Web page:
I practice a discipline when I’m reading code called “Don’t accept the magic”. Don’t accept the magic means that even if you think you understand what the output of a line of code should be, if you don’t understand how the code makes the output, you can’t accept the magic.

As a result, yesterday I spent about a half hour disecting what the Redux utility combineReducers does. Watch this video by Dan Abramov to understand what I’m talking about. The video goes fast, and explains this lovely bit of code:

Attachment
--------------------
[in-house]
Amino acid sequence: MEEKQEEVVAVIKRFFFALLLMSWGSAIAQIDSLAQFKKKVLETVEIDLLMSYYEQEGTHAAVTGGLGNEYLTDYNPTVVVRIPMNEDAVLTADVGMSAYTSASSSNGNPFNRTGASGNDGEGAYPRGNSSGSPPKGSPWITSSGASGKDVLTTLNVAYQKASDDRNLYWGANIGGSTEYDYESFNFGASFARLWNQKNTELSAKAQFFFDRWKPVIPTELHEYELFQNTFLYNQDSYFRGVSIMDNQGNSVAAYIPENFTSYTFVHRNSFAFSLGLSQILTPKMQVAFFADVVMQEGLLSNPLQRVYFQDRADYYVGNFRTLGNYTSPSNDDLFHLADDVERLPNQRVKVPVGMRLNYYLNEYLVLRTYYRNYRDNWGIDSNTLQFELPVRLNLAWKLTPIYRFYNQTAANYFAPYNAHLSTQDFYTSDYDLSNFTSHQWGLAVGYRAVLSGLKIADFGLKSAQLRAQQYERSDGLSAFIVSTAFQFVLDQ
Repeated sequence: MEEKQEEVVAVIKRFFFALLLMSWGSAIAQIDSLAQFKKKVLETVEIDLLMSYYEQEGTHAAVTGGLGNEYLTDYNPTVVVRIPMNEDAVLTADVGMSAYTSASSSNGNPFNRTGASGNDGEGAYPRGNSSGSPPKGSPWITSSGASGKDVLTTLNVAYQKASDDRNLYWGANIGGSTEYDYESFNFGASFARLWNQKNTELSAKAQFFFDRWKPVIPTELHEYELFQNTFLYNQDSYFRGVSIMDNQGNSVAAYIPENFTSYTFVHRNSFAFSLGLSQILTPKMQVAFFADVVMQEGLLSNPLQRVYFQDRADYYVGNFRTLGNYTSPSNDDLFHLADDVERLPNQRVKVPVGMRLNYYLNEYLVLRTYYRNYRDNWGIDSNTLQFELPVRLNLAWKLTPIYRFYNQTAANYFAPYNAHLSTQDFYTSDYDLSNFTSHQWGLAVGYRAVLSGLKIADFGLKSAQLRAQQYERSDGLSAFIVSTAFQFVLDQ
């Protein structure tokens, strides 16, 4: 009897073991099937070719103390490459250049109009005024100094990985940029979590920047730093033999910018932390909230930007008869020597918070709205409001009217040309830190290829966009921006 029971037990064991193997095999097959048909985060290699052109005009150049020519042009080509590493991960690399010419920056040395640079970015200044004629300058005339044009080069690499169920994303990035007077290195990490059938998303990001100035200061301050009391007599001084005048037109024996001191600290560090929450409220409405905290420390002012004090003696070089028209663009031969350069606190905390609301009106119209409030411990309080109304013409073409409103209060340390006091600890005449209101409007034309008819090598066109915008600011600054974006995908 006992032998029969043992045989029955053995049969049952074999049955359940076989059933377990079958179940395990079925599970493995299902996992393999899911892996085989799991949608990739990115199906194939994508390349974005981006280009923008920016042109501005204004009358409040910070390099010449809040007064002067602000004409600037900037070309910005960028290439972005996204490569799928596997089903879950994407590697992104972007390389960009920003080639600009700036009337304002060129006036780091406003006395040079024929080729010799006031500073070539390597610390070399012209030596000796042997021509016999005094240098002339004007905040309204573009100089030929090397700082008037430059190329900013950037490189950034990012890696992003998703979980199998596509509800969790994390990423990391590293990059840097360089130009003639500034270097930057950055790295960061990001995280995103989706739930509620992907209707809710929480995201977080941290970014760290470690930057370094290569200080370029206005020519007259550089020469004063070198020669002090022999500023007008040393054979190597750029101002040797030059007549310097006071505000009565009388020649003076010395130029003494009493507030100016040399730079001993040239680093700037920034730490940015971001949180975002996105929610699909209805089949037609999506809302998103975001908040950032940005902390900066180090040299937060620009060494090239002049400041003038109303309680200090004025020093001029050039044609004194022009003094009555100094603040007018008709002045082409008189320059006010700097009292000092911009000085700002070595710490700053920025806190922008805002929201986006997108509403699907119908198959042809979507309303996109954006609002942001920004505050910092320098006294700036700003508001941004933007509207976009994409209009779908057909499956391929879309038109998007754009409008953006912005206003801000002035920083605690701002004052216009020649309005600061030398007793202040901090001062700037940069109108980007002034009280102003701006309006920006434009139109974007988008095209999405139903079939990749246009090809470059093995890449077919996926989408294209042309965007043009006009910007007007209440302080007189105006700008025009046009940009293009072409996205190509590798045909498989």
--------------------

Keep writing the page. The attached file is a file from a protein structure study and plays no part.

function combineReducers(reducers){
  return (state = {}, action) => {
    return Object.keys(reducers).reduce(
      (nextState, key)=>{
        nextState[key] = reducers[key](state[key], action);
        return nextState
      }, {}

It’s a complex bit of work that turns multiple Redux reducers that work on slices of state into a single Redux reducer that works on the entire Redux state. There’s very little in it that is individually complex, but as a whole, it is complex. Despite the time it took me to analyze it, I’m glad I did. Every time I refuse to accept the magic, I come away with strengthened knowledge of development patterns.